Christine-Jane Wilson, crossdresser and Cartoonist

Originally appeared in Transgender Tapestry #097, Spring 2002.

Christine-Jane Wilson?s TV-themed cartoons have appeared for years in crossdressing magazines in the U.S. and U.K., and in the pages of this publication as well. Christine was good enough to send us the following and a sampling of cartoons, some of which she drew up especially for us?Ed.

I don?t know at what age I started to crossdress, but it was before my 10th birthday, years before I became sexually aware (we were slow starters then). Later, crossdressing became a big turn-on. I had a couple of slips my mother had discarded and a pair of silky French knickers with a button-waist fastening. I would play in them when I was alone in the house, and often wore them to bed.
This was during World War II, when men were expected to be not only men, but brave fighting men. Consequently, I grew up with the usual feelings of guilt. I went through all the normal school and work traumas: examinations, an engineering apprenticeship, two years in the army, design and planning offices, technical journalism, printing, good and lousy jobs?and also the ordinary life traumas of family, friends, and unrequited love. By age 15 I had bought several pairs of panties. Later, as a grownup, I kept a hoard of undies and wore them (and still do) under my male clothes. Many of my colleagues would have been astonished had they known of the lacy confections lurking under my suits.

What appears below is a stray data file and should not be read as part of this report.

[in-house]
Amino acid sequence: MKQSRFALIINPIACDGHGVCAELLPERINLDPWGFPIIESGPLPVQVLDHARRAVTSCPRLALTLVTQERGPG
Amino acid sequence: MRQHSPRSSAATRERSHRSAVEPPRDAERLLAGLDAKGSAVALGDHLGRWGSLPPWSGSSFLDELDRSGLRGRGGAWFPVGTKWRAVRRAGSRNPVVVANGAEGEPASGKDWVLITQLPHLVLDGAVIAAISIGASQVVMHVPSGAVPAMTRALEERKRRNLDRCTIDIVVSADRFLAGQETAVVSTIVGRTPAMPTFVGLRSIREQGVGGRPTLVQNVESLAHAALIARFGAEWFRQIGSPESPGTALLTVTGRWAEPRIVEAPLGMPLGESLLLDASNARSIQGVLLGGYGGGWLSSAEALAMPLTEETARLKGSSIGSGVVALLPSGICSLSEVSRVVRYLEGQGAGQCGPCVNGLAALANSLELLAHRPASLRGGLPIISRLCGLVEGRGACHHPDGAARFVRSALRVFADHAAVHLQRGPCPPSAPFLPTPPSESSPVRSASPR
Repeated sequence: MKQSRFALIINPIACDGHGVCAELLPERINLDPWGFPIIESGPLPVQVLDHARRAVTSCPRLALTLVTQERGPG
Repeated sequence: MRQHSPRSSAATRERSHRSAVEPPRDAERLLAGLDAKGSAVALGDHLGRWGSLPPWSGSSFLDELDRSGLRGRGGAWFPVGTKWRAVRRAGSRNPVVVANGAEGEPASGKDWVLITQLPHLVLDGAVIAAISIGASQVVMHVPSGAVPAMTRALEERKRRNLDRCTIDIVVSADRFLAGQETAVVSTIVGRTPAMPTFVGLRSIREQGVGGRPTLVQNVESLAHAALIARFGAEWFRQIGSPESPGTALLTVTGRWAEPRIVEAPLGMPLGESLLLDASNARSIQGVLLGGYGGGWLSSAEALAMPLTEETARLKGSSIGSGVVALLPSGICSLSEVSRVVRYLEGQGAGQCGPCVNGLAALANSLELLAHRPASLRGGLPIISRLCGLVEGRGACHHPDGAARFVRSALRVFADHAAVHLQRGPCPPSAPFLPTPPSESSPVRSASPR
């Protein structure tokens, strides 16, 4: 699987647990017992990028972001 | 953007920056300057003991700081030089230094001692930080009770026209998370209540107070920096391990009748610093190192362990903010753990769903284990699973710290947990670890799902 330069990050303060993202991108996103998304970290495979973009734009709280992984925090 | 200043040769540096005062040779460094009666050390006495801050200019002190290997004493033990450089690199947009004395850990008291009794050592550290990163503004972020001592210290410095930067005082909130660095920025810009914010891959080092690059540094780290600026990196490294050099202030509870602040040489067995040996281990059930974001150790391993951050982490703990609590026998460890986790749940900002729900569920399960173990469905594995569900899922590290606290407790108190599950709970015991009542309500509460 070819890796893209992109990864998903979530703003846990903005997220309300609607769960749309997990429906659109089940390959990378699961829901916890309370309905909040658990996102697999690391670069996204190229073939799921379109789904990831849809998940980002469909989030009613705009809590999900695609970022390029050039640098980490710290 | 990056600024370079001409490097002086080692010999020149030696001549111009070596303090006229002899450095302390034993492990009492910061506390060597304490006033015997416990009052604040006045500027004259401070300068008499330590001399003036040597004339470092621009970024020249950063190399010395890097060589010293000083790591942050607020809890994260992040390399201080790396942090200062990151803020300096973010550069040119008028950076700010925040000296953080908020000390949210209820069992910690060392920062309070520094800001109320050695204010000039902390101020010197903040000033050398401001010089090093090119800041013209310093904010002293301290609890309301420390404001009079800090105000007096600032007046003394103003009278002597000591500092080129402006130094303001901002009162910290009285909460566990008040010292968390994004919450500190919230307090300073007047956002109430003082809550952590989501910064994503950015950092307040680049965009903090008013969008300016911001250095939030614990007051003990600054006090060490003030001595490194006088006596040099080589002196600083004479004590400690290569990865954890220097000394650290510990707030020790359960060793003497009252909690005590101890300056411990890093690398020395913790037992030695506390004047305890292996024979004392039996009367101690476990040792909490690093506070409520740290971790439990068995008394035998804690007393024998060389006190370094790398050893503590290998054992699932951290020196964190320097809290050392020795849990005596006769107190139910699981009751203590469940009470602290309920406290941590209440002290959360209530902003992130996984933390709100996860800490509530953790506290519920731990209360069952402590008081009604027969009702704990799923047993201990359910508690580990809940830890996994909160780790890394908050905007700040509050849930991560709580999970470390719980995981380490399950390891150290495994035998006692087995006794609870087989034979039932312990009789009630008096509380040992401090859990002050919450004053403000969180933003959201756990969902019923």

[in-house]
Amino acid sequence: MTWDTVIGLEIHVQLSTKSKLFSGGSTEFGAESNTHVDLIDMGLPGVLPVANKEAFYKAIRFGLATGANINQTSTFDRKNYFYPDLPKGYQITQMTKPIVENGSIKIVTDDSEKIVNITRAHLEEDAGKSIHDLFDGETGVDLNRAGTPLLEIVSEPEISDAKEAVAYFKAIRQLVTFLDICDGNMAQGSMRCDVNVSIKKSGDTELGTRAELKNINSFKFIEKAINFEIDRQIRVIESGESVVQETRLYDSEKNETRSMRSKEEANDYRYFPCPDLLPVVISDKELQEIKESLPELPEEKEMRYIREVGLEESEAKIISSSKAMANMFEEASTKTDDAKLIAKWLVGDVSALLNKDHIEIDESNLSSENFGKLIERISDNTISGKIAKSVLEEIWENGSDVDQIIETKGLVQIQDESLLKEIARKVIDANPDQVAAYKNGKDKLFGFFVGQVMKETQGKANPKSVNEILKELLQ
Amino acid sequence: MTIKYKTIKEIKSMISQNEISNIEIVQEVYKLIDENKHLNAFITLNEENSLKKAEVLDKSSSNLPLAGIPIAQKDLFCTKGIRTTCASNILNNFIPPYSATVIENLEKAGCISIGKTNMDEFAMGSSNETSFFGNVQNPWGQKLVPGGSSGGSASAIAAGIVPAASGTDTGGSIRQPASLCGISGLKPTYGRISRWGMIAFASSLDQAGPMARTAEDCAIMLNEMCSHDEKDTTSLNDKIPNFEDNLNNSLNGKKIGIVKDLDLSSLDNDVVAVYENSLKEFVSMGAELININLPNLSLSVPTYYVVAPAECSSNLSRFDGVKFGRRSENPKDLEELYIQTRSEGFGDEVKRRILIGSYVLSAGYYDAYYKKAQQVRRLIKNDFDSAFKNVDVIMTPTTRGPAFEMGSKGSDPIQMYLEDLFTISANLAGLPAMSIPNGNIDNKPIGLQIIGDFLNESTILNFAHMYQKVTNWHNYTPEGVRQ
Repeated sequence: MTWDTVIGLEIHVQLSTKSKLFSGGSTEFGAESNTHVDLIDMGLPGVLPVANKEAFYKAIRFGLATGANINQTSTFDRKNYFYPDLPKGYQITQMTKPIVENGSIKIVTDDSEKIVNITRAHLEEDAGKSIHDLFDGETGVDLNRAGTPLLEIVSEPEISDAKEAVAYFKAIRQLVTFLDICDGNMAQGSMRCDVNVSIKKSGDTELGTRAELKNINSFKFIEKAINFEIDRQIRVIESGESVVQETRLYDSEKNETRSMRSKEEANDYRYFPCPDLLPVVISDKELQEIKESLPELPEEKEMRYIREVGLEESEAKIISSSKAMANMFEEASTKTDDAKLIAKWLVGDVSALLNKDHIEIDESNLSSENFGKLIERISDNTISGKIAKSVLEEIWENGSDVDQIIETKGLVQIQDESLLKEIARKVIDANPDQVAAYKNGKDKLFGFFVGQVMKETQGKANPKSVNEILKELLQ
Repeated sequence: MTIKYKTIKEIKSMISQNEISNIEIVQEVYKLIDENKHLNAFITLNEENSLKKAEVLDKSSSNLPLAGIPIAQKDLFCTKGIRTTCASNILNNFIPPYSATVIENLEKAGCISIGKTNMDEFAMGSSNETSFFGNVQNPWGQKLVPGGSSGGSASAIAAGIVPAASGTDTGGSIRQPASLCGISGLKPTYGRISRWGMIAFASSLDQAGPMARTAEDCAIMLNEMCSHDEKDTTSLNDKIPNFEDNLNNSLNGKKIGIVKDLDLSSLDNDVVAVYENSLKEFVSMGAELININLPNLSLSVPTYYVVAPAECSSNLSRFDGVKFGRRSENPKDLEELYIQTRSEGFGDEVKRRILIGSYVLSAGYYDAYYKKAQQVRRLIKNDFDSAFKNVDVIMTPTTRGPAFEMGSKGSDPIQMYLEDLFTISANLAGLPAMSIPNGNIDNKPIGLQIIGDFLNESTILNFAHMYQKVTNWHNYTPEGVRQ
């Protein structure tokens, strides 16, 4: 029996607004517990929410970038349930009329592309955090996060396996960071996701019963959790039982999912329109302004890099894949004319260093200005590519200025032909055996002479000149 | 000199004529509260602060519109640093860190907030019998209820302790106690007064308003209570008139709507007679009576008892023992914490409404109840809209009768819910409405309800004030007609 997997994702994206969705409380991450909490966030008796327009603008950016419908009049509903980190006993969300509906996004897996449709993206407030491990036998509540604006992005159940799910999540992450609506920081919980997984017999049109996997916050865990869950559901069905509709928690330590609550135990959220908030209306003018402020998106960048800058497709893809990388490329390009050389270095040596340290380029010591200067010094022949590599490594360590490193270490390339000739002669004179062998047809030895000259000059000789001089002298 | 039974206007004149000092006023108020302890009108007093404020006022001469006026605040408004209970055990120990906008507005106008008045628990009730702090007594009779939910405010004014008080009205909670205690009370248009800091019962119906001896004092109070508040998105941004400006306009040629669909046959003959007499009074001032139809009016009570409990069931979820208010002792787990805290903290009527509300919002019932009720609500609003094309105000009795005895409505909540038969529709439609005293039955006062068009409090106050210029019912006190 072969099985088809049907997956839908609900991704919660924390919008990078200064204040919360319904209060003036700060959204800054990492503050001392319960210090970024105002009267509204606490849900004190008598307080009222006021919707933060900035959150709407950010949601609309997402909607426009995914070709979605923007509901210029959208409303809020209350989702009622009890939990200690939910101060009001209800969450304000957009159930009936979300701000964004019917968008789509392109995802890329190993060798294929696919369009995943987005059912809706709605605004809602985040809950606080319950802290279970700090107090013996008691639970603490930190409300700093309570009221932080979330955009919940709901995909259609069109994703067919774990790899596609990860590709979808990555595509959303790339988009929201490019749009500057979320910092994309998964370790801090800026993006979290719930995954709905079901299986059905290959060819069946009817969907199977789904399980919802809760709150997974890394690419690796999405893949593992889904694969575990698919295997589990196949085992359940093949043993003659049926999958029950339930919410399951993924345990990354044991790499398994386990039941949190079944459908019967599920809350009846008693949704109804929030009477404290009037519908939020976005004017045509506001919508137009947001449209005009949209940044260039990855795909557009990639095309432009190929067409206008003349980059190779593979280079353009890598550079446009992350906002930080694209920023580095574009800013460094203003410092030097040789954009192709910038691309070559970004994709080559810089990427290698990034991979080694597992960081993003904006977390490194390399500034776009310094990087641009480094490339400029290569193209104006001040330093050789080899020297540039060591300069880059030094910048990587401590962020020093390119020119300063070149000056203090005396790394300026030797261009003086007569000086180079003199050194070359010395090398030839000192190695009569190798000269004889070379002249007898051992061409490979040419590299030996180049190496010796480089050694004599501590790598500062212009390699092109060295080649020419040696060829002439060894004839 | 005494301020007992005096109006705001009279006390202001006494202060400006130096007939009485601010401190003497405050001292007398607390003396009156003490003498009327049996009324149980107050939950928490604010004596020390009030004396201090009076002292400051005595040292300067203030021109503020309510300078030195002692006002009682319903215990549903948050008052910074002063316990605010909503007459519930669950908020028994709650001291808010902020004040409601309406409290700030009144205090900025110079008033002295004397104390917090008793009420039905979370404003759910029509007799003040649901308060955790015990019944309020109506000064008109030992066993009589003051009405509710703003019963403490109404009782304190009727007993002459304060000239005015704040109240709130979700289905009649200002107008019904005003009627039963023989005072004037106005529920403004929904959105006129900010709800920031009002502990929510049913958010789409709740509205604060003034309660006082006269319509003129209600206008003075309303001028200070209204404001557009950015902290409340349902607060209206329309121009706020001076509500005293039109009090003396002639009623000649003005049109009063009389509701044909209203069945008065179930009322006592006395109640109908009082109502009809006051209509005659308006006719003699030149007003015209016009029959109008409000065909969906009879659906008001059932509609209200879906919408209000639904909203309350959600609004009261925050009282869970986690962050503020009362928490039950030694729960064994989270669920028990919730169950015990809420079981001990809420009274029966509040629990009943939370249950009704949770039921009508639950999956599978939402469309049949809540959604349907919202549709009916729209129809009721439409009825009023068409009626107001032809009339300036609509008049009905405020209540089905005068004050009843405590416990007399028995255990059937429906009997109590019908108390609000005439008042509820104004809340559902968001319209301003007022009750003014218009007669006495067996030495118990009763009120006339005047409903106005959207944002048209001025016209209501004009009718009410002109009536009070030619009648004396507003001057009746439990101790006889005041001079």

Every so often I would grow ashamed of myself and discard my undies, swearing never to dress up again?but like most crossdressers, as soon as I became depressed or uptight, I would find myself shopping for replacement stock.